Let me set the stage. A few weeks ago, I was at max stress level. I am currently working on applying for a residency, studying for our National Dental Boards, writing a research abstract, and in school from 8-5. The stress was apparent in my work. I went a whole week with absolutely nothing going right on a single patient. By Thursday afternoon, I did not think anything about the intense muscle pain I was experiencing over my eyes. It hurt to move my eyes quickly, but I knew it was simply the strain that my eyes had been experiencing throughout the week. When I woke up Friday morning, I began noticing a hazy spot obstructing part of my vision in my right eye. It progressively got worse, so I do what I always do in situations like this. I call my dad. I was trying to not make a big deal of it, but the fact that he sounded more worried than I did made me nervous. Usually when I call to tell him an ailment, he automatically tells me what it is and when it will go away. This was new for me.
He started making calls to see if any of his ophthalmology friends could see me Friday night. Dad was able to get in touch with his friend, Dr. Bill Ashford. I hated being that patient that calls on a Friday afternoon to ruin the doctor's weekend, but Dr. Ashford was so kind and caring. He examined my eyes and said he thought it was just muscle weakness and should get better over the weekend. By Sunday, I could barely make out shapes in my right eye. I saw Dr. Ashford on Sunday morning where he diagnosed me with Optic Neuritis. Immediately when he said this my tongue caught in my throat and my heart dropped to my stomach. Optic Neuritis triggered Multiple Sclerosis to pop in my head. I asked Matt to look on his phone to see if I was right...I was.
With having so many doctors in my family, they already knew before I did that I might have multiple sclerosis. I was the one that was slow to catch on. This was why dad was so worried. This is why mom kept calling hoping my vision had gotten better. God, no!!!! Multiple sclerosis is where plaques develop in the brain and spinal cord and prevent communication between the brain and the extremities. With me becoming a dentist in the next year, this was devastating news. I had my whole life planned out. I was going to do a residency in Pediatrics next year. Have a baby two years after that. Move back to Jackson and start a practice. Have another baby. Work for 20-30 years, retire, and spend a wonderful, leisurely life with my wonderful husband. My plans began to crumble and fall through my fingers like sand.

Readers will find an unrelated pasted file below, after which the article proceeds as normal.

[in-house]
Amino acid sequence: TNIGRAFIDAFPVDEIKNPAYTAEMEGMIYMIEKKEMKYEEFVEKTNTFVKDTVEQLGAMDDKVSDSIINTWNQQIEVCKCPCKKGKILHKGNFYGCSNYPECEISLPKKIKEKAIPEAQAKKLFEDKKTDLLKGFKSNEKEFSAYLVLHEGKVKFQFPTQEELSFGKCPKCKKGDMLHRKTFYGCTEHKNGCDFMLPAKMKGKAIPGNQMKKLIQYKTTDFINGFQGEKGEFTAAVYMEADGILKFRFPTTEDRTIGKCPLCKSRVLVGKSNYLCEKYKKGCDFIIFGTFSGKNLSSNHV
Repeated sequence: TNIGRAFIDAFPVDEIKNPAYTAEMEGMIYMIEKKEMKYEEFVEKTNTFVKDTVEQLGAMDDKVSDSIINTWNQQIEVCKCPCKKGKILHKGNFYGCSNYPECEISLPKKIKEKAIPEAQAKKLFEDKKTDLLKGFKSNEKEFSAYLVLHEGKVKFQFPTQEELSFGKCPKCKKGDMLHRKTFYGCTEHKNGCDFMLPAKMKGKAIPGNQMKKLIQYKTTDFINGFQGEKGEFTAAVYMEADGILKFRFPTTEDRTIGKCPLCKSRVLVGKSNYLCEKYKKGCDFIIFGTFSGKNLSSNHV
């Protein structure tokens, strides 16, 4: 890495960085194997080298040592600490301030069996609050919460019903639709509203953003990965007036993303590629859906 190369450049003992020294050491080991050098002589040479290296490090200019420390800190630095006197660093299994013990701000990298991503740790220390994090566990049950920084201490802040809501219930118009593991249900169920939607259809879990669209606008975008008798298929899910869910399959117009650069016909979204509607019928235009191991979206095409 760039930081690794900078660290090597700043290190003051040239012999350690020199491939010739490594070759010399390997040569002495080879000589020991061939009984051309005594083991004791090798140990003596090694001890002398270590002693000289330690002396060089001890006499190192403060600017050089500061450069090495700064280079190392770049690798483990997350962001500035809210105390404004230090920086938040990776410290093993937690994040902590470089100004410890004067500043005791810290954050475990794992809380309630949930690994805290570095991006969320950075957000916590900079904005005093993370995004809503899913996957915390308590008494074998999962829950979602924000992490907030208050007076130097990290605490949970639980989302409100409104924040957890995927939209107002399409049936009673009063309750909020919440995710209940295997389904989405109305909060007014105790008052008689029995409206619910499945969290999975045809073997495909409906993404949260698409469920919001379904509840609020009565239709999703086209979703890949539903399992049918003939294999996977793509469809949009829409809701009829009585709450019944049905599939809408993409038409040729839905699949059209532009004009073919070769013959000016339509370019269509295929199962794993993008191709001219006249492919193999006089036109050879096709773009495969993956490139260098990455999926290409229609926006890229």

I was admitted to the emergency room on Sunday and the testing began. I was told that I needed to be put on IV steroids and was going to have to stay in the hospital for the week. I have never been so scared in my whole life. If any of you know me, I like to be busy. The worst part of the situation was I was lying around for 23 hours out of the day with nothing to think about except what my future held.
I looked to Matt's sweet face next to me. I could not ask this loving man to give up so much of his life to taking care of me in the future. I know he would do it unbegrudgingly, but he deserves better than that.
I looked to my Mom's hand who was holding mine. She is my biggest cheerleader who had always been there to encourage me when I was called mean names or was told I was not smart enough to make it to dental school.
I looked to my Dad's sad eyes wishing he could stop this. He was my protector who did everything he could to shield me from the pain of this world.
I looked to my brothers who were doing everything they could to lighten the mood and give me a bright outlook in this scary time.
For comfort, I pulled out my old leather Bible and searched its pages. I came upon Mark 2, the story of Jesus healing the paralytic. Jesus is preaching to a crowd and four men are attempting to get their paralyzed friend to Jesus for him to be healed. They can't get through the crowd as much as they try. They do not give up. They take their friend up to the roof, break through the roof, and lower their friend at Jesus' feet.
I have always been the friend who will pray, who will fight, who will do anything to help a friend in need. I have never been the paralytic. I felt so helpless and out of control. I have never had so many people praying for me and laying me at my Savior's feet. I realized I never truly had control of my life...ever. Through our plans and goals, we create an illusion of having control of our lives and destiny, but God can change our lives in a heartbeat.
As the realization that I do not have control washed through my brain, the feeling of ultimate freedom replaced the fear I had been experiencing. I became certain of several things: 1. God is in control. 2. I do not have to know all the answers. 3. Everything works for the will of my Father.
After this week of testing and waiting and learning and more waiting, I went back to my doctor to get all of my test results. As I sat and waited for the doctor to tell me the news, I had a calm come over me. God said "Trust me, child." I could see my mom out of the corner of my eye, about ready to spring from her chair in anticipation. When the doctor said, "All of your tests came back normal, so we think this is just an isolated event," I could barely believe my ears. After many many prayers of thanksgiving, I am feeling back to normal and my vision is at 100% what it was before this episode.
I am so thankful for those of you who prayed for me and encouraged me through this. I am proof that prayer does work and it gave me the strength to get through this ordeal. Since we got the news, I can't keep the song It Is Well With My Soul out of my head.
"When peace like a river attendeth my way;
When sorrows like sea billows roll;
Whatever my lot thou hast taught me to say;
It is well, It is well with my soul."